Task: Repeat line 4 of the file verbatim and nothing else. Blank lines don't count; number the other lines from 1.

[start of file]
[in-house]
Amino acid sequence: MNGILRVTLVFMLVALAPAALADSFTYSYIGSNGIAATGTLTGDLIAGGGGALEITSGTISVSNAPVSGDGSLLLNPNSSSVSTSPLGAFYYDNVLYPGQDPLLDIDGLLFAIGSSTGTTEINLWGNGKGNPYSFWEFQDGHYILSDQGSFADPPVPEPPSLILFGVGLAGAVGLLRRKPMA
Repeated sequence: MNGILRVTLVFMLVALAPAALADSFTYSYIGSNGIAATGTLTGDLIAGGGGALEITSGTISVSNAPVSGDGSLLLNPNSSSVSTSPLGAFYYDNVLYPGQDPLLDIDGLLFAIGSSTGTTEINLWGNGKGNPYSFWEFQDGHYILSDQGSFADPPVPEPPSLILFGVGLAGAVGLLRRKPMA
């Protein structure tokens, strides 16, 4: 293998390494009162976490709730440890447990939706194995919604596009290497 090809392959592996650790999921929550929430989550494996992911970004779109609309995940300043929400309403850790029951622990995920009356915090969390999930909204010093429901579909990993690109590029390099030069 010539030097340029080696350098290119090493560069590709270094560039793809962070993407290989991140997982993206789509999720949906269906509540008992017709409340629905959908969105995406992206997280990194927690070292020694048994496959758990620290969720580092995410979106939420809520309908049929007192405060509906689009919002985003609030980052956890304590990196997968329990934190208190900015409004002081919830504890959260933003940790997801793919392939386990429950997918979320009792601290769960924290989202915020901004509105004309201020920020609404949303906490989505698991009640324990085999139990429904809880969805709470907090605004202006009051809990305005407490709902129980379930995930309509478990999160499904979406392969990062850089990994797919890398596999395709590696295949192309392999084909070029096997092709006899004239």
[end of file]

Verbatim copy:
């Protein structure tokens, strides 16, 4: 293998390494009162976490709730440890447990939706194995919604596009290497 090809392959592996650790999921929550929430989550494996992911970004779109609309995940300043929400309403850790029951622990995920009356915090969390999930909204010093429901579909990993690109590029390099030069 010539030097340029080696350098290119090493560069590709270094560039793809962070993407290989991140997982993206789509999720949906269906509540008992017709409340629905959908969105995406992206997280990194927690070292020694048994496959758990620290969720580092995410979106939420809520309908049929007192405060509906689009919002985003609030980052956890304590990196997968329990934190208190900015409004002081919830504890959260933003940790997801793919392939386990429950997918979320009792601290769960924290989202915020901004509105004309201020920020609404949303906490989505698991009640324990085999139990429904809880969805709470907090605004202006009051809990305005407490709902129980379930995930309509478990999160499904979406392969990062850089990994797919890398596999395709590696295949192309392999084909070029096997092709006899004239």